‘Mouvman Kreol Seselwa’ – a new movement in Seychelles – wants to empower, protect and preserve the Seychellois Creole identity.
The movement, as it is referred to, said that overall it seeks to promote the welfare and socio-economic wellbeing of the Seychellois Creoles by uplifting them in all spheres of life.
Cyril Lau Tee, the chair of the group, explained that ‘Mouvman Kreol Seselwa’ – which is a movement and not a political party – was registered in March this year.
“We also want to promote, preserve and foster the Creole culture, values and identity without prejudice to other cultures,” said Lau Tee.
According to Lau Tee the Creoles – as the natives of the islands are referred to – are disadvantaged in some areas, particularly in the economic sector.
“Look at retailers for example. Where are the Seychellois? We find Indians and Chinese controlling the sector. We also see very few Seychellois working in their shops.”
Lau Tee added that hardware stores are another example. “In days gone by these were run by Seychellois but nowadays it’s all Chinese.”
Lau Tee said that foreigners in Seychelles need to integrate more with the locals as one of the aims of the movement is to promote harmony among all ethnic communities.
“Look at the Indians. Long ago they integrated and mixed with the locals. Look at Srinivasan, Deenu, Adam Moosa and the rest, they have been here a long long time and have integrated and mixed well within our culture.”
The chair reiterated that the movement is not against expatriate workers but “wants fair and equal opportunities for Creoles to participate in the business and economic sectors.”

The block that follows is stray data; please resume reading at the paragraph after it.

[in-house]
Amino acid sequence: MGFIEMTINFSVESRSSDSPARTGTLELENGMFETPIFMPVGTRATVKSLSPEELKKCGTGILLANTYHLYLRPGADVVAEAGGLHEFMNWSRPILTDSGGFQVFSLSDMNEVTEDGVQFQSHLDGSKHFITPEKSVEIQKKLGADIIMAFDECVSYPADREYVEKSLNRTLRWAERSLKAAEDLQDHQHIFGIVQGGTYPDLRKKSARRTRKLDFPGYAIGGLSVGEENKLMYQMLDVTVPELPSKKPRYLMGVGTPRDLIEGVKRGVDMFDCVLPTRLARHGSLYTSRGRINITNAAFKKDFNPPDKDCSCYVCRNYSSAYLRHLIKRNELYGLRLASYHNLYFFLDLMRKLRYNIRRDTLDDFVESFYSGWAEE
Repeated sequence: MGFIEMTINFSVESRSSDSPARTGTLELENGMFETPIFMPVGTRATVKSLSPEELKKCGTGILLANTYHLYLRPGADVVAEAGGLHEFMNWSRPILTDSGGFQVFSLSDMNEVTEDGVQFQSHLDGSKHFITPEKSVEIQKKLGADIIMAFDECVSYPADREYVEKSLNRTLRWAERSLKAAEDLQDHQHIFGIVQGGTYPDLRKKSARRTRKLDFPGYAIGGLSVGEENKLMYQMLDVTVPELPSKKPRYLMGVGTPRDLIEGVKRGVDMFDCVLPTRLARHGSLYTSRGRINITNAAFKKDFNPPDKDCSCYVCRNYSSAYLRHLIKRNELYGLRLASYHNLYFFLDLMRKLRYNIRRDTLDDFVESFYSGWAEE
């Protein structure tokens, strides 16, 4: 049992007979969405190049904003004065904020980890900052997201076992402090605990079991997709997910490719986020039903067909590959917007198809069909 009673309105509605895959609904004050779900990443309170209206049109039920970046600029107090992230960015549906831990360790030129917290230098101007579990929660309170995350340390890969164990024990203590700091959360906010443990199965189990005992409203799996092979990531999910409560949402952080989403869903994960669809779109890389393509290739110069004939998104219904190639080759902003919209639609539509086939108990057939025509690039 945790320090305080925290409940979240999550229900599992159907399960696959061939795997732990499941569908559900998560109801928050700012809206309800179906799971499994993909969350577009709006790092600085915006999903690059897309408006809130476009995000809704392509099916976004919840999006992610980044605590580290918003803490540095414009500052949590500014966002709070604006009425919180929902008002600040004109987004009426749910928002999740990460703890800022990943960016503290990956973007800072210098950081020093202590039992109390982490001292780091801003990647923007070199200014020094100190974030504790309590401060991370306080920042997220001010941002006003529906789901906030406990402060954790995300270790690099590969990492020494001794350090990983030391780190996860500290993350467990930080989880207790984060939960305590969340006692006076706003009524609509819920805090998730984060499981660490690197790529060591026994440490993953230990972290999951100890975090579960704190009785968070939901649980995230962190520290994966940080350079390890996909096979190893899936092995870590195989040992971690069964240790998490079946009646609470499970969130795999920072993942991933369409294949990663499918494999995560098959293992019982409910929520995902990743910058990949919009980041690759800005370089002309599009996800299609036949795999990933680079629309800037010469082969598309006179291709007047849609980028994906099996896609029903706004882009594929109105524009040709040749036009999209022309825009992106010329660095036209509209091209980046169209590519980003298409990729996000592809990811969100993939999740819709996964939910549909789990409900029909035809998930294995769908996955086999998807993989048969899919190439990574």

Another issue which the movement said is high on their agenda is Seychellois citizenship.
“We are not racist. But we feel it is too easy to gain Seychelles citizenship. Our passport is ranked amongst the top in the world and we feel that this is being given freely,” elaborated Gilbert Victor –executive member of the movement.
Victor said: “We are not against foreigners living and working here but we feel they should not be given our passport.”
The logo of the Mouvman Kreol Seselwa. (Cyril Lau-Tee, Facebook) Photo License: CC-BY
To substantiate this, Mouvman Kreol Seselwa has sent a request to the Immigration department to know exactly how many people were given citizenship of Seychelles – 115 islands in the western Indian Ocean – from 2015 to date.
Victor added that “the movement wants to “stop the process of naturalisation through peaceful means.”
The movement wants to lobby and sensitise the public on the plight of the Seychellois Creoles. Mobilising and organising the creoles into a coherent organisation able to influence national decisions is another aim of the group.
Mouvman Kreol Seselwa feels that these are ways to ensure Seychellois – who are born and bred on the island nation – are put and remain at the forefront of the country.
According to Lau Tee and Victor, the first activity of the movement is a public meeting and all Seychellois sharing their vision are invited to join the group.
“This group is a forum for discussions and recommendations of persons who share the conviction that Seychelles must remain a society based on Creole values,” said Lau Tee.
The chair concluded by saying that the Creoles must exercise their right to self-determination.”
Source: Seychelles News Agency